Overtraining is definitely a reality, and it comes with some pretty serious risks. If you’re at the stage where you’re constantly feeling burnt out and dreading your next session, it might be time to dial it down a little. It took a while for my ego to accept that it’s much better to slightly under train and be well rested, than to burn myself out.

Listen to your body, and always put your health first. If like me you have had the ‘go hard or go home’ philosophy drilled into your head, try your best to let it go. I preach about sustainability a lot on this blog, and going balls to the wall all day err’day is definitely not sustainable.

You may get away with it for a few weeks, months, or even years if you’re young. But eventually something’s gonna give. If you continue to ignore the warning signs of tiredness, irritability, and persistent muscle soreness; your body will likely throw you a bigger problem to deal with, a big injury or chronic illness. Something that will make you really step back and realise that you need to treat your body with care.

And don’t get worried that you’ll turn into a sissy. Slowing down with your training isn’t the easy way out by any means. It’s training smart. You can still go hard on the hard days, but you need to make sure you go easy on the easy days, and you give your body enough rest and proper nutrition to allow it to recover.

7. Don’t let your injuries bring you down.

No matter how smart you train and how in touch with your body you are, you’re bound to pick up a few injuries here and there. Being sensible and present will definitely reduce the risk, but life’s still unpredictable, and shit happens.

But just because you’ve got shoulder impingement or a sprained ankle, doesn’t mean you should use it as an excuse to stagnate. Keep moving forward, and work around it. Sure, you can rest up for a bit and give your body a chance to recover, but you don’t have to use it as an excuse for doing nothing for ages.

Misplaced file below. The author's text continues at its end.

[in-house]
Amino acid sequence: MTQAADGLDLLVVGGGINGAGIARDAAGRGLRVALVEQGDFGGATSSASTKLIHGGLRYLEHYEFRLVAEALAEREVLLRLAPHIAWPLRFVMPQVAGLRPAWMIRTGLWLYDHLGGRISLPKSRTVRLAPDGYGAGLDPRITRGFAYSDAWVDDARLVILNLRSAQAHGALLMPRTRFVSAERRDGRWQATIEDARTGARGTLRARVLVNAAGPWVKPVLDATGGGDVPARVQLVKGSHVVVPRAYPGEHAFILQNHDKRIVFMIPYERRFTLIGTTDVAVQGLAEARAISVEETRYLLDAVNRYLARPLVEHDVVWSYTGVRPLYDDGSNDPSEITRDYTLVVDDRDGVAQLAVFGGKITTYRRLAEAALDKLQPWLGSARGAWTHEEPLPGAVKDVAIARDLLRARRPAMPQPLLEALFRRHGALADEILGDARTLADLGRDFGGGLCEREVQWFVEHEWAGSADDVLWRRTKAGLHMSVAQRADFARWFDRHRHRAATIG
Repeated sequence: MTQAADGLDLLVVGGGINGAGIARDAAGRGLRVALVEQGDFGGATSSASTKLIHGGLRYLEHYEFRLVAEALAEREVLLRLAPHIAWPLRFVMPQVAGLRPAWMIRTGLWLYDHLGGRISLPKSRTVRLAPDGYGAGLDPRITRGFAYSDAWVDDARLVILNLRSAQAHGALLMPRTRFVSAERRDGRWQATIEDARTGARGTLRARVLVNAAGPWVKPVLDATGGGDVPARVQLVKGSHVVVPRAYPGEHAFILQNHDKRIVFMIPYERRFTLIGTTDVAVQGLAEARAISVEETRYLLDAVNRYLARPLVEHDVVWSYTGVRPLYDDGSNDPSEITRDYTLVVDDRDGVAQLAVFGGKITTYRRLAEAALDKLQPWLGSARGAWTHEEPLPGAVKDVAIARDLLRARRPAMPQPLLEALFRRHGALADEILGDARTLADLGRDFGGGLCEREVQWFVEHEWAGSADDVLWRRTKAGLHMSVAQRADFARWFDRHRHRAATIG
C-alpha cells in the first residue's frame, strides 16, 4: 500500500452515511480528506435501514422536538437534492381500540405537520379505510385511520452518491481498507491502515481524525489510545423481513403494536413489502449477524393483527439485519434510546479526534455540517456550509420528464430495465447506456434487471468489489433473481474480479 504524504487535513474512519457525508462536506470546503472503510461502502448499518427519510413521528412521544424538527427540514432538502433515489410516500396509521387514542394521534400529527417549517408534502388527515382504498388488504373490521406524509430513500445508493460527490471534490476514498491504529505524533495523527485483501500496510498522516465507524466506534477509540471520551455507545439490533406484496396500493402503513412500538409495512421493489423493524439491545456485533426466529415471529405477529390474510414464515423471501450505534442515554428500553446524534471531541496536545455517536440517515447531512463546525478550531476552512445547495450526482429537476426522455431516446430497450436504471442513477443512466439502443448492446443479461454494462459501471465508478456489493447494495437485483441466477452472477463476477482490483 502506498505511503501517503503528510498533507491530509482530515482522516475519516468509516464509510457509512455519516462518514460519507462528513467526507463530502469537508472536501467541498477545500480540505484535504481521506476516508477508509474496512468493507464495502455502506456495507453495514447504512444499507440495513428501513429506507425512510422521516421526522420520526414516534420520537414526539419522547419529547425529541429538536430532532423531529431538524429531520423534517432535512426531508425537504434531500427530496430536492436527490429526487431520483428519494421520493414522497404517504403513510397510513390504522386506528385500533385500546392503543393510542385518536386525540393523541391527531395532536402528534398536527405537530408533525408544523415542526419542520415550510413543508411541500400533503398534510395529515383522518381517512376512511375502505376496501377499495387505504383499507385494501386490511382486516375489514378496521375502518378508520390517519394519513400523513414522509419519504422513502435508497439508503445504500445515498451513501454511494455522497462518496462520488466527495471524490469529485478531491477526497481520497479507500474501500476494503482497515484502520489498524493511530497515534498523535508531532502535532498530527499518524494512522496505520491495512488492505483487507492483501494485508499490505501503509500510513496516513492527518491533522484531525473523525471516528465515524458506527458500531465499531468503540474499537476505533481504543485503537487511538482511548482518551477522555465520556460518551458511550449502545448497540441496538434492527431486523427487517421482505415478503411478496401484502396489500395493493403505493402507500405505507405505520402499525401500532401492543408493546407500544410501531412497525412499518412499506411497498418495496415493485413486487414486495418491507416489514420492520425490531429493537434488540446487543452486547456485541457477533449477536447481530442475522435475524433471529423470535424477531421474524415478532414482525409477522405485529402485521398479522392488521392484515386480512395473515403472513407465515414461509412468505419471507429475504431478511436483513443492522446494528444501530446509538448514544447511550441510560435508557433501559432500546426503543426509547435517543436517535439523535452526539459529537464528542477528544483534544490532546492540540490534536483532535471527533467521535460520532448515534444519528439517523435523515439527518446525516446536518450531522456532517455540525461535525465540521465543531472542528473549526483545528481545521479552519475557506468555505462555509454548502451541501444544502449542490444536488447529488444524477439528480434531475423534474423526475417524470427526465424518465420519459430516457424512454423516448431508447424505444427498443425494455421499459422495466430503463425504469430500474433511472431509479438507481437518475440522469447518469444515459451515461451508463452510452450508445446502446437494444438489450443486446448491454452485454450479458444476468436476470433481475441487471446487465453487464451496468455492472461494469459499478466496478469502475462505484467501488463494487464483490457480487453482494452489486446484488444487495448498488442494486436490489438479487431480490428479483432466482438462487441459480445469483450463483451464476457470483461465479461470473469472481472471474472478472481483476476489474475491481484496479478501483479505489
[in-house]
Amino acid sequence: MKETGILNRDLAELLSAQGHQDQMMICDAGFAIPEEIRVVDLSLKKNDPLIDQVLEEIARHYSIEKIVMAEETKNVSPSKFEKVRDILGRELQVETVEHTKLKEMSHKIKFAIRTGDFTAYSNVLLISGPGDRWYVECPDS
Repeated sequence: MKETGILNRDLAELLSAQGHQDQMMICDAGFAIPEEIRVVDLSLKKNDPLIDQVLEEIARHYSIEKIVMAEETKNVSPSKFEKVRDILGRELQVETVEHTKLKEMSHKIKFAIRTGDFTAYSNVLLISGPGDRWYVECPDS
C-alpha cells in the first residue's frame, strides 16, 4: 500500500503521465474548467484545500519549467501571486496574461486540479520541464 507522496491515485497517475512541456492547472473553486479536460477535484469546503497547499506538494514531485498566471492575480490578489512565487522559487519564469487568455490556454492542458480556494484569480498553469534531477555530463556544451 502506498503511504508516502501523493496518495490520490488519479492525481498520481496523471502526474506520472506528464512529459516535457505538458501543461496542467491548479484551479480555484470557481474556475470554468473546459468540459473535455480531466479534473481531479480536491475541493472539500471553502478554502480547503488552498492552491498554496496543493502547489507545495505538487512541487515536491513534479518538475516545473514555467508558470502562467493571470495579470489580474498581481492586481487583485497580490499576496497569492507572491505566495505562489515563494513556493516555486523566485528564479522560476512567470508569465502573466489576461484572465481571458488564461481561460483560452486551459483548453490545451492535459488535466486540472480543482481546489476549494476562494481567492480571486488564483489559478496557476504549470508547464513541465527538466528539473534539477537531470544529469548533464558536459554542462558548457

As a good friend told me:

Don’t let what you can’t do, stop you from doing what you can do.

Improvise, and work around your injury. Can’t run on that runners heel? Try swimming or biking instead. Can’t push overhead because of that shoulder impingement? Use a narrower grip, or skip the pushing altogether and opt for corrective exercises instead. Can’t do much on that sprained ankle? Focus on core work and correcting your posture. Can’t physically do anything at all? Work on meditation, or improving your nutrition. 

Life’s full of unexpected changes and obstacles. It’s your job to adapt to the changes and find way around the obstacles, so you can keep moving forwards.


Over to you

And I think that’s all for today folks. If you’re feeling a bit stagnant or if your in a bad place right now, I hope this post might help you in some way. The main message to take away is just to do what you need to do in order to find the enjoyment in what you’re doing.

Realise that the difficult times will still pop up, but they’re useful. Essential even.

They let you know that you need to adapt and change something, which means you get a chance to grow. They also provide a contrast for the better times, making them that much sweeter.


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Luke Jones
Luke Jones is a mover, blogger and wellness enthusiast. He spends his time exploring and sharing ideas in mindful movement, healthy living and adventure.